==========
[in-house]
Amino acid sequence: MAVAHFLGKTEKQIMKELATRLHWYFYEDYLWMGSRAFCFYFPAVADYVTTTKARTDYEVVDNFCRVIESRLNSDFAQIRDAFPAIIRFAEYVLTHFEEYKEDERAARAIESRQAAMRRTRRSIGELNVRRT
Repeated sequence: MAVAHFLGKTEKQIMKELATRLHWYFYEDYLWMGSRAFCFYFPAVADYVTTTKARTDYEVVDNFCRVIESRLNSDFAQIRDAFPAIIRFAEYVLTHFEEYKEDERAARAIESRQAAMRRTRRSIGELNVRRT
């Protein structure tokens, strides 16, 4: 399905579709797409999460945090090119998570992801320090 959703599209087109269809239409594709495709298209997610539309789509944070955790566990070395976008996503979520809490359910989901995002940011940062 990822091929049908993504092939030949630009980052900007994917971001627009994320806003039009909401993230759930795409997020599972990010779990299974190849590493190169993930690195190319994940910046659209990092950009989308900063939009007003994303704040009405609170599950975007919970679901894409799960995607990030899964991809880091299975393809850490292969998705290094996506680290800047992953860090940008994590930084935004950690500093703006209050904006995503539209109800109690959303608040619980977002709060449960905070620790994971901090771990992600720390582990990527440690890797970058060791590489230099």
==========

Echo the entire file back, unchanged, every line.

[in-house]
Amino acid sequence: MAVAHFLGKTEKQIMKELATRLHWYFYEDYLWMGSRAFCFYFPAVADYVTTTKARTDYEVVDNFCRVIESRLNSDFAQIRDAFPAIIRFAEYVLTHFEEYKEDERAARAIESRQAAMRRTRRSIGELNVRRT
Repeated sequence: MAVAHFLGKTEKQIMKELATRLHWYFYEDYLWMGSRAFCFYFPAVADYVTTTKARTDYEVVDNFCRVIESRLNSDFAQIRDAFPAIIRFAEYVLTHFEEYKEDERAARAIESRQAAMRRTRRSIGELNVRRT
């Protein structure tokens, strides 16, 4: 399905579709797409999460945090090119998570992801320090 959703599209087109269809239409594709495709298209997610539309789509944070955790566990070395976008996503979520809490359910989901995002940011940062 990822091929049908993504092939030949630009980052900007994917971001627009994320806003039009909401993230759930795409997020599972990010779990299974190849590493190169993930690195190319994940910046659209990092950009989308900063939009007003994303704040009405609170599950975007919970679901894409799960995607990030899964991809880091299975393809850490292969998705290094996506680290800047992953860090940008994590930084935004950690500093703006209050904006995503539209109800109690959303608040619980977002709060449960905070620790994971901090771990992600720390582990990527440690890797970058060791590489230099």